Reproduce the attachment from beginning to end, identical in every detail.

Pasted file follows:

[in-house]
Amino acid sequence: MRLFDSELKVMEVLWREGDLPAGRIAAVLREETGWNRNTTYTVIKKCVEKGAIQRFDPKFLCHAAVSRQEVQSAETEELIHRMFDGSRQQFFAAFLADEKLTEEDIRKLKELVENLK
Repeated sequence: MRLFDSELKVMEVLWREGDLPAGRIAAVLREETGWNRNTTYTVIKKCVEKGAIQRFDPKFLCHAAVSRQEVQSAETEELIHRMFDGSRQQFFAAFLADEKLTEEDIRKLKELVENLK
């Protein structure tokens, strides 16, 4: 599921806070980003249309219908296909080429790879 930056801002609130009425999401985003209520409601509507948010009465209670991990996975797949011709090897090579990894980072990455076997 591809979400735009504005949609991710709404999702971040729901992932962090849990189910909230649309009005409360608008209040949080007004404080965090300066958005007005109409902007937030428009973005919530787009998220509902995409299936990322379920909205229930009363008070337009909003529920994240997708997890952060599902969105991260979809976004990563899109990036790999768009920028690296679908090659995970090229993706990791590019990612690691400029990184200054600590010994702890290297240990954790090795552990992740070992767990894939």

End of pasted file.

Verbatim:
[in-house]
Amino acid sequence: MRLFDSELKVMEVLWREGDLPAGRIAAVLREETGWNRNTTYTVIKKCVEKGAIQRFDPKFLCHAAVSRQEVQSAETEELIHRMFDGSRQQFFAAFLADEKLTEEDIRKLKELVENLK
Repeated sequence: MRLFDSELKVMEVLWREGDLPAGRIAAVLREETGWNRNTTYTVIKKCVEKGAIQRFDPKFLCHAAVSRQEVQSAETEELIHRMFDGSRQQFFAAFLADEKLTEEDIRKLKELVENLK
């Protein structure tokens, strides 16, 4: 599921806070980003249309219908296909080429790879 930056801002609130009425999401985003209520409601509507948010009465209670991990996975797949011709090897090579990894980072990455076997 591809979400735009504005949609991710709404999702971040729901992932962090849990189910909230649309009005409360608008209040949080007004404080965090300066958005007005109409902007937030428009973005919530787009998220509902995409299936990322379920909205229930009363008070337009909003529920994240997708997890952060599902969105991260979809976004990563899109990036790999768009920028690296679908090659995970090229993706990791590019990612690691400029990184200054600590010994702890290297240990954790090795552990992740070992767990894939």